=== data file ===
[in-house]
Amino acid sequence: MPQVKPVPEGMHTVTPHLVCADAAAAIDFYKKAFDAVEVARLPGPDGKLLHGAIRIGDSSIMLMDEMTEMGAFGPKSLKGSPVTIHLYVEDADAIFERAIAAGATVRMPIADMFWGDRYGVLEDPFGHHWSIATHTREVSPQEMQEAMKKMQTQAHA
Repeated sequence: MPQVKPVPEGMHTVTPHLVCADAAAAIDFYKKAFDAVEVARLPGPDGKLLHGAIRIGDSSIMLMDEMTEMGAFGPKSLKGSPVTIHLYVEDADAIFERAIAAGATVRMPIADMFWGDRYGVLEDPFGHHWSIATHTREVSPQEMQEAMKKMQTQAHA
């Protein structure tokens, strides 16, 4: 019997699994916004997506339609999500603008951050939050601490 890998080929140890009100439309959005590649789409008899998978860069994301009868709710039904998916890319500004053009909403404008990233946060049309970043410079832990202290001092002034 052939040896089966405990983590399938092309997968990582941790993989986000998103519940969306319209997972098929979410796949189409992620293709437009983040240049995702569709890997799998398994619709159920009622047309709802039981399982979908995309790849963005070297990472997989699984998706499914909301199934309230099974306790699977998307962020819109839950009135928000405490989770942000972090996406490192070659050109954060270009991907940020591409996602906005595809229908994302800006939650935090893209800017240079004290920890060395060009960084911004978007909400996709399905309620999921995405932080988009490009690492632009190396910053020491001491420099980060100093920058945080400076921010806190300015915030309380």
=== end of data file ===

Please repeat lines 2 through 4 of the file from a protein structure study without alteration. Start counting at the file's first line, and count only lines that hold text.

Amino acid sequence: MPQVKPVPEGMHTVTPHLVCADAAAAIDFYKKAFDAVEVARLPGPDGKLLHGAIRIGDSSIMLMDEMTEMGAFGPKSLKGSPVTIHLYVEDADAIFERAIAAGATVRMPIADMFWGDRYGVLEDPFGHHWSIATHTREVSPQEMQEAMKKMQTQAHA
Repeated sequence: MPQVKPVPEGMHTVTPHLVCADAAAAIDFYKKAFDAVEVARLPGPDGKLLHGAIRIGDSSIMLMDEMTEMGAFGPKSLKGSPVTIHLYVEDADAIFERAIAAGATVRMPIADMFWGDRYGVLEDPFGHHWSIATHTREVSPQEMQEAMKKMQTQAHA
């Protein structure tokens, strides 16, 4: 019997699994916004997506339609999500603008951050939050601490 890998080929140890009100439309959005590649789409008899998978860069994301009868709710039904998916890319500004053009909403404008990233946060049309970043410079832990202290001092002034 052939040896089966405990983590399938092309997968990582941790993989986000998103519940969306319209997972098929979410796949189409992620293709437009983040240049995702569709890997799998398994619709159920009622047309709802039981399982979908995309790849963005070297990472997989699984998706499914909301199934309230099974306790699977998307962020819109839950009135928000405490989770942000972090996406490192070659050109954060270009991907940020591409996602906005595809229908994302800006939650935090893209800017240079004290920890060395060009960084911004978007909400996709399905309620999921995405932080988009490009690492632009190396910053020491001491420099980060100093920058945080400076921010806190300015915030309380």